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05/19/94 PEOPLE STATE ILLINOIS v. JOSEPH CURTIS

May 19, 1994

THE PEOPLE OF THE STATE OF ILLINOIS, PLAINTIFF-APPELLEE,
v.
JOSEPH CURTIS, DEFENDANT-APPELLANT.



Appeal from the Circuit Court of Cook County. Honorable Loretta Hall Morgan, Judge Presiding.

Released for Publication July 14, 1994. As Corrected July 27, 1994. Petition for Leave to Appeal Denied October 6, 1994.

Theis, Cahill, Johnson

The opinion of the court was delivered by: Theis

JUSTICE THEIS delivered the opinion of the court:

Defendant Joseph Curtis was charged by indictment with two counts of murder and one count of armed violence. After a jury trial, defendant was found guilty of one count of murder. The jury found defendant ineligible to receive the death penalty. Defendant was sentenced to 40 years in the Illinois Department of Corrections. Defendant now appeals his conviction.

FACTUAL AND PROCEDURAL BACKGROUND

Defendant was convicted of the April 10, 1988, murder of Robert Springs.

Two days before that murder, on the night of April 8, defendant shot Terry Ware, a man who had dealt drugs together with Robert Springs. On this night, defendant had walked in on an argument in the street involving Ware, Springs, and a third person over who was going to sell drugs in a certain building. After the third person stated that he would "take care of it," defendant left and said he would return.

Five minutes later, defendant, hands in his pockets, approached the group. Ware asked defendant, "You went and got a gun, didn't you?" Ware reached out and patted defendant's jacket pocket and felt an object. Ware said, "Oh, he got a gun." Ware then told Springs, who was standing 10 feet away, "Rob, shoot him." Defendant, however, pulled a gun. Ware turned to run, and defendant fired three shots at him. Ware's back was to defendant when defendant began shooting. Ware was shot and subsequently died at the hospital of a gunshot wound to the back. Later that night, two eyewitnesses to the shooting identified defendant's photograph out of a photo array at Area 5.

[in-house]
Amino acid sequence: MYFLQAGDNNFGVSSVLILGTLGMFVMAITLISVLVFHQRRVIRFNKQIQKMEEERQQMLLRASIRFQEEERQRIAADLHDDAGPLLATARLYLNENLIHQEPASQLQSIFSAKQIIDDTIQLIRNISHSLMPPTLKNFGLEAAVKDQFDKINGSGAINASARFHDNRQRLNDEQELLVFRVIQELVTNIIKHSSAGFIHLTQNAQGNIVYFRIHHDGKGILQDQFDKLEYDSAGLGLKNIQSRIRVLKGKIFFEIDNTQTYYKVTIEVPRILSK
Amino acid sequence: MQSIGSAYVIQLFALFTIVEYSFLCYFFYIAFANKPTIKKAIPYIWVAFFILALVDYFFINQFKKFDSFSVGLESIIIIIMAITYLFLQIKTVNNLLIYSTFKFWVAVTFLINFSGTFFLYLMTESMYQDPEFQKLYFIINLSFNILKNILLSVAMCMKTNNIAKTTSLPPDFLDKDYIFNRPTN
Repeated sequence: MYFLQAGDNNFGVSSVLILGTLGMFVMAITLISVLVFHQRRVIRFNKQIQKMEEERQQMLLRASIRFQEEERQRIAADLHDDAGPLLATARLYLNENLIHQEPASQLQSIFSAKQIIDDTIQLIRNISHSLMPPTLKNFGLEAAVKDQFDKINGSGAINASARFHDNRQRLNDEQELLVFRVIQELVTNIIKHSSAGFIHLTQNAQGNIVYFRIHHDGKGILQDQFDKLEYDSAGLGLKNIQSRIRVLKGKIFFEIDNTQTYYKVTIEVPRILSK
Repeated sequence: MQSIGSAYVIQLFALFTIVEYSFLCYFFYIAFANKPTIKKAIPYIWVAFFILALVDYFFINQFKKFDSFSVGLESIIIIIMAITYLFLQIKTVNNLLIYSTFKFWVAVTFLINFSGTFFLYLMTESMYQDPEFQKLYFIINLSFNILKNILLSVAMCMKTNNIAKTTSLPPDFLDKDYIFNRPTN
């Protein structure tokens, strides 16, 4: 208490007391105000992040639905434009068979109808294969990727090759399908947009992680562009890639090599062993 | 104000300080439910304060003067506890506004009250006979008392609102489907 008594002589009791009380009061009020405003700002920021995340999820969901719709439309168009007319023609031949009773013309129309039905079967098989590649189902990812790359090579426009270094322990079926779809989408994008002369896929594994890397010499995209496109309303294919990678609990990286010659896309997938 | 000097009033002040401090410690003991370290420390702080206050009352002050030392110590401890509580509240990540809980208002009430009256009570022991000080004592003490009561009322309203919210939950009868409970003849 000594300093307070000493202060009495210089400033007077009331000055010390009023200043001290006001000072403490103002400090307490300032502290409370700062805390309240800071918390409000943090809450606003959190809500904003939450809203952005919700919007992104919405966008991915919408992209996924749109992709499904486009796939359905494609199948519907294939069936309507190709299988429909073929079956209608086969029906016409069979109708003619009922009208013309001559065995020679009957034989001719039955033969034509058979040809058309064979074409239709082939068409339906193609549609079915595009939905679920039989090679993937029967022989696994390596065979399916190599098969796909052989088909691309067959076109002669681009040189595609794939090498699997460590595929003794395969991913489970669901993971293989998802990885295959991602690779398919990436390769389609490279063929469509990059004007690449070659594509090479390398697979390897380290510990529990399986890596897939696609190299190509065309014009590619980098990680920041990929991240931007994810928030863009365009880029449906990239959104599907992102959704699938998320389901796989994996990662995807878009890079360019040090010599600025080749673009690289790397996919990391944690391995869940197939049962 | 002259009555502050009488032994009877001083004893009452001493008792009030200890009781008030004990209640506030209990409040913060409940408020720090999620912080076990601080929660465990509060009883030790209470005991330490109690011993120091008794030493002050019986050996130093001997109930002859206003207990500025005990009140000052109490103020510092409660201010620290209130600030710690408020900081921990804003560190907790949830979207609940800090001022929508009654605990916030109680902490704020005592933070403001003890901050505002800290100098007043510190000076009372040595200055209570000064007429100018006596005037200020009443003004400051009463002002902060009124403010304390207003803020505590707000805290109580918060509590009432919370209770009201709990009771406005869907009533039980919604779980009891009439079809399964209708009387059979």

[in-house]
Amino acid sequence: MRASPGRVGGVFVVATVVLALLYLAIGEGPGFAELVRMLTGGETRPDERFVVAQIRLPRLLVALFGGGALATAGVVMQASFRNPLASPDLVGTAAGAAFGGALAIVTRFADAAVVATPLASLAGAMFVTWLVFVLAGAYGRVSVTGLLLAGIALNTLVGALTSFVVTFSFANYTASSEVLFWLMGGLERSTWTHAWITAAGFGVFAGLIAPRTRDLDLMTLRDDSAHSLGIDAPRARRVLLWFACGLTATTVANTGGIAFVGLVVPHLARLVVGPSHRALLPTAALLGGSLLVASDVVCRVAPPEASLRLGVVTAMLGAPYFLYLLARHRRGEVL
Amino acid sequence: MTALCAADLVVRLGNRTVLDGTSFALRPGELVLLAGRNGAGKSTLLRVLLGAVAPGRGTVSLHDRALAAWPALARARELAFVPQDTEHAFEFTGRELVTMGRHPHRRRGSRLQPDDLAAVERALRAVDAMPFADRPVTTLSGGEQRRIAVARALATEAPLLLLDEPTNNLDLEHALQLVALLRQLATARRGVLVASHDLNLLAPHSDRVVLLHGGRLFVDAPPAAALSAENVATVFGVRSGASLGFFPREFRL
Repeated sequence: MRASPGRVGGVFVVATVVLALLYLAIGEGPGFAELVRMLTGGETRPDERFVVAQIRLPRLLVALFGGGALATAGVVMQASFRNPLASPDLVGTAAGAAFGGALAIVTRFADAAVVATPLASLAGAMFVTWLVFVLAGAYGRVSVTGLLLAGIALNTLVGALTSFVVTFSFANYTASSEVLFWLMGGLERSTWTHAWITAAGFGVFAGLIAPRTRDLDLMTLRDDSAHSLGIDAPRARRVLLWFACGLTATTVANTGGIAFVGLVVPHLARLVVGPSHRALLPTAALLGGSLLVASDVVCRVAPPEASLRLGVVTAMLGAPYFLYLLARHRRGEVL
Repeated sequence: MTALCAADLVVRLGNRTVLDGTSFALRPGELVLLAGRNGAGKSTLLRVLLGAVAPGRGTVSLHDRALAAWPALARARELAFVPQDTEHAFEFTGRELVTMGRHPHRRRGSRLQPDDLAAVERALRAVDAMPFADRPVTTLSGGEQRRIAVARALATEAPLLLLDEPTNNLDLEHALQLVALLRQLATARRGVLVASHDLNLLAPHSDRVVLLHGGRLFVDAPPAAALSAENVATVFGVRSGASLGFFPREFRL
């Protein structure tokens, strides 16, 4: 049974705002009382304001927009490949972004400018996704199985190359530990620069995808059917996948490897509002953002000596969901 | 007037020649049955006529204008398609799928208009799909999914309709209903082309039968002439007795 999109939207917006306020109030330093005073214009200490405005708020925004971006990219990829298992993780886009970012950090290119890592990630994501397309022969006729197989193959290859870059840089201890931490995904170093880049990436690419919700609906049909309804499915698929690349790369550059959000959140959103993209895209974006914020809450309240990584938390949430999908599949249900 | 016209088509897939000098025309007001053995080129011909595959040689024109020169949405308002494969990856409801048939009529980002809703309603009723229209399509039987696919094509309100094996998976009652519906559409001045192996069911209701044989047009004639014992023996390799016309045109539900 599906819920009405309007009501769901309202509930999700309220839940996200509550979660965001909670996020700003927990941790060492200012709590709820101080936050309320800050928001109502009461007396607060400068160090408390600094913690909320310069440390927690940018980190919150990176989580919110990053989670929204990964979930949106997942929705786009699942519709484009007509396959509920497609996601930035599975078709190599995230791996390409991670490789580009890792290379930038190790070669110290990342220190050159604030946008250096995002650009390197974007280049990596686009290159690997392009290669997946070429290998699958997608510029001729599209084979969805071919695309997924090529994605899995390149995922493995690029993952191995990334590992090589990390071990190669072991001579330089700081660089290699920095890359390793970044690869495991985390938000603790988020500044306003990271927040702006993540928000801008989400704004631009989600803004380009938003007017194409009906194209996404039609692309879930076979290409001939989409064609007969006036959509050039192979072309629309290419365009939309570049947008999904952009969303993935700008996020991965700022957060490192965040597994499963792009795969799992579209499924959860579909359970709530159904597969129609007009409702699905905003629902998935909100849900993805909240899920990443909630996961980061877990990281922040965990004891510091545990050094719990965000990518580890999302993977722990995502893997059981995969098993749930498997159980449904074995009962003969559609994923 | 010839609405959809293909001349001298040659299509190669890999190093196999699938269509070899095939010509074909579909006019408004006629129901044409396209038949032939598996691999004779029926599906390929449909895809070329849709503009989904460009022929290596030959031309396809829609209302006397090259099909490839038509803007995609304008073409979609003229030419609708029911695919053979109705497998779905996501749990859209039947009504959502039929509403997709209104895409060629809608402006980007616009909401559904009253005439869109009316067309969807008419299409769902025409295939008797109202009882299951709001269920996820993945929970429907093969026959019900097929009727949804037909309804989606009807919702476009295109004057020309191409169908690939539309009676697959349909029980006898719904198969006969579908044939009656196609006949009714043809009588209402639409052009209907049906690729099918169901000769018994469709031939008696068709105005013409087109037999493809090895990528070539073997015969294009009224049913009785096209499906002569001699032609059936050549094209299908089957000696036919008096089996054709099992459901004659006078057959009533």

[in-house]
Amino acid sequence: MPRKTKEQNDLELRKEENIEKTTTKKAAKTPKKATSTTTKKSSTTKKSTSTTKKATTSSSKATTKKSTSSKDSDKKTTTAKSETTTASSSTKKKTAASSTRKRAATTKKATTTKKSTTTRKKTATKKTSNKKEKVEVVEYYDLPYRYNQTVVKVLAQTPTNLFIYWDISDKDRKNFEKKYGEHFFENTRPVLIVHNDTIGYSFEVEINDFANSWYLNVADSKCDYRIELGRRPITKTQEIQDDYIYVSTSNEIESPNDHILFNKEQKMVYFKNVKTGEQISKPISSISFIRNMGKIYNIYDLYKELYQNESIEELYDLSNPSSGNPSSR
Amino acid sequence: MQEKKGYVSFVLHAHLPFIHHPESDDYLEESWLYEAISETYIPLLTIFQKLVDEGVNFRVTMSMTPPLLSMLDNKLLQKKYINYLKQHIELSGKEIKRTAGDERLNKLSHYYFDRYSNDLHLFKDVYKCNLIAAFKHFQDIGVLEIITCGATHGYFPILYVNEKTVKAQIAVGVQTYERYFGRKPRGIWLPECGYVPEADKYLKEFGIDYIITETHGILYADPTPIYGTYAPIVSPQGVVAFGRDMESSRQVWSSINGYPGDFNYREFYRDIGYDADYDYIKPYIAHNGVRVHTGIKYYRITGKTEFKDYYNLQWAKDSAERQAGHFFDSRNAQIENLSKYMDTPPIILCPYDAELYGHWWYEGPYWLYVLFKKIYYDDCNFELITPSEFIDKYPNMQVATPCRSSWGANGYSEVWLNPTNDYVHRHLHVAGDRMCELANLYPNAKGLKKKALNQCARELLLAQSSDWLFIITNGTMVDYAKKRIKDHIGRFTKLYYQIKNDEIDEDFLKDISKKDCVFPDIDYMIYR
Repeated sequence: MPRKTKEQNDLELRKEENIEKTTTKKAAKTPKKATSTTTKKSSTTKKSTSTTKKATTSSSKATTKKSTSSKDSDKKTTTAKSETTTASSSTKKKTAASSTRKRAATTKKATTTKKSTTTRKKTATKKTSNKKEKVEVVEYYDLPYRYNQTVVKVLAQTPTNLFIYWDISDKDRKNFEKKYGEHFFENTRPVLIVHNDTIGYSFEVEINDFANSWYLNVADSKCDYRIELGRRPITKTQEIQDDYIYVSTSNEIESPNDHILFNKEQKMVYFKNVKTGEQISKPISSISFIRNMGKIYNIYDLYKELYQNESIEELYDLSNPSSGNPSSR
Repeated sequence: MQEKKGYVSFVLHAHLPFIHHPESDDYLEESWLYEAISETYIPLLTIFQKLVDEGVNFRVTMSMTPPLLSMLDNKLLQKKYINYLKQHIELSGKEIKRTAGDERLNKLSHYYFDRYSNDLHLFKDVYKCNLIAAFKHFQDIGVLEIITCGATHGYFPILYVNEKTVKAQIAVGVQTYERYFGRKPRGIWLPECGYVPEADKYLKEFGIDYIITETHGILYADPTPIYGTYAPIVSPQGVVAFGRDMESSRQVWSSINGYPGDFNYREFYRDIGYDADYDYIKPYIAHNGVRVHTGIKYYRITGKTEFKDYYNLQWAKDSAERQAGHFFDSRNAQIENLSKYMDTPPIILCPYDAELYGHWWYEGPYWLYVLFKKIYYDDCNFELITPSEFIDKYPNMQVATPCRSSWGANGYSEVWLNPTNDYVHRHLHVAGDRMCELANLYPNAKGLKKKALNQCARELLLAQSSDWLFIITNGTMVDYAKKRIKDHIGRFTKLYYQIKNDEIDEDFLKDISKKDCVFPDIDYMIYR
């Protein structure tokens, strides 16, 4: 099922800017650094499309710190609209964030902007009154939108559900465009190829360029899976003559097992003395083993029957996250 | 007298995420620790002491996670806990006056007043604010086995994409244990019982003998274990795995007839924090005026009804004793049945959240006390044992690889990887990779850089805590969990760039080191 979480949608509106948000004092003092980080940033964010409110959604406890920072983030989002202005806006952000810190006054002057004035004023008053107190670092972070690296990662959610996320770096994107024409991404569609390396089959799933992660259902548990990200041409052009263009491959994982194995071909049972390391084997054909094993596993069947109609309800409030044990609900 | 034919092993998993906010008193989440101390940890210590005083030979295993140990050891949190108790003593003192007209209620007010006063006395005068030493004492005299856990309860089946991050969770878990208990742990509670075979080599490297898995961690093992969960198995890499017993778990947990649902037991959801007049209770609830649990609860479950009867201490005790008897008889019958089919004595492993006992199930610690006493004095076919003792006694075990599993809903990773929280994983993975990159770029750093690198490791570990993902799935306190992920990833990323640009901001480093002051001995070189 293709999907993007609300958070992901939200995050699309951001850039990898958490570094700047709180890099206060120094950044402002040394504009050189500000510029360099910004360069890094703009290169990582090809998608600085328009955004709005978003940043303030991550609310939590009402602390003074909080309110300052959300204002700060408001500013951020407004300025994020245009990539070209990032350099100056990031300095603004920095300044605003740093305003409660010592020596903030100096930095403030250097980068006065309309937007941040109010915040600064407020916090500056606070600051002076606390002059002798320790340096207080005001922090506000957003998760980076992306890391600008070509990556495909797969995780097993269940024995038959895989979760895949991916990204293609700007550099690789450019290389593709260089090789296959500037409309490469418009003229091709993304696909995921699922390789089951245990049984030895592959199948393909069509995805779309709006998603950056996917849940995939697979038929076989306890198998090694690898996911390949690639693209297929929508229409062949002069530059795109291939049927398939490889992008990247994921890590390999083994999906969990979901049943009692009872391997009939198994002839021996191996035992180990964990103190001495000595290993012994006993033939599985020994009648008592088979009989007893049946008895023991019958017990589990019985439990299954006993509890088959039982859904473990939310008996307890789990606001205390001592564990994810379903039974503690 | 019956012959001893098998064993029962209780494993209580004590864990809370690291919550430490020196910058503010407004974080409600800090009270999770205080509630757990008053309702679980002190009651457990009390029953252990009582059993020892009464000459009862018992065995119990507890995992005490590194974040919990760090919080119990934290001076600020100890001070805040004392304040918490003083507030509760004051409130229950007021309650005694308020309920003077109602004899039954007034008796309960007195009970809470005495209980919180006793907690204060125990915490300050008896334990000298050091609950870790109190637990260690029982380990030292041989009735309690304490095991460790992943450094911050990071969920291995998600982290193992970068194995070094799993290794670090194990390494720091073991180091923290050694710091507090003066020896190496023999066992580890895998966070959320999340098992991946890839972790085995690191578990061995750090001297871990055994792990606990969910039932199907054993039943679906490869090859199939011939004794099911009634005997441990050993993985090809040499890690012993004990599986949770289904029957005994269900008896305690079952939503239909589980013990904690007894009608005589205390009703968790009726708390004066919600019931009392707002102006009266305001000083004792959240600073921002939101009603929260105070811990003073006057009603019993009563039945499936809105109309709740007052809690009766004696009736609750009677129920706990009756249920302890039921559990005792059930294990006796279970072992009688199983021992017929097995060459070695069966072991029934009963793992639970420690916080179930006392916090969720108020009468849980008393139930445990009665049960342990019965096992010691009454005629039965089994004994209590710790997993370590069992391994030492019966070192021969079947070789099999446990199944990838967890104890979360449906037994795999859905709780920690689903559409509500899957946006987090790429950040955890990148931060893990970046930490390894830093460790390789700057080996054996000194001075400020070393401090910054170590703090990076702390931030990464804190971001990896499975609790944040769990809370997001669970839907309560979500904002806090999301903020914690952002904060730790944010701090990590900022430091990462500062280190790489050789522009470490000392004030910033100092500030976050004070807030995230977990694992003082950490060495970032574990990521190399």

The murder of Robert Springs occurred two days later. At 10 p.m. on August 10, 1988, Springs had received a telephone call. After hanging up the phone, he picked up his car keys, told his sister Claudette that he would return in 15 minutes, and left the house. Moments later, some gunshots rang out. At that time, Claudette, who was on the second floor of the house in a front bedroom, rushed to a window overlooking the street below. She saw her brother's car with its tires spinning and a dark-skinned man with long curls standing at the window of the driver's side of the car. A few seconds later, she saw the car take off down the street and the man turn to run through a gangway. Claudette saw the man turn around, holding a gun in his hands. The man then ran to a car which was waiting in a gangway across the street. Claudette raced into the street to her brother's car, which had crossed a street and crashed into parked cars. She saw that her brother had been shot in the forehead. Robert Springs was taken to Loretto Hospital, where he died of the bullet wound.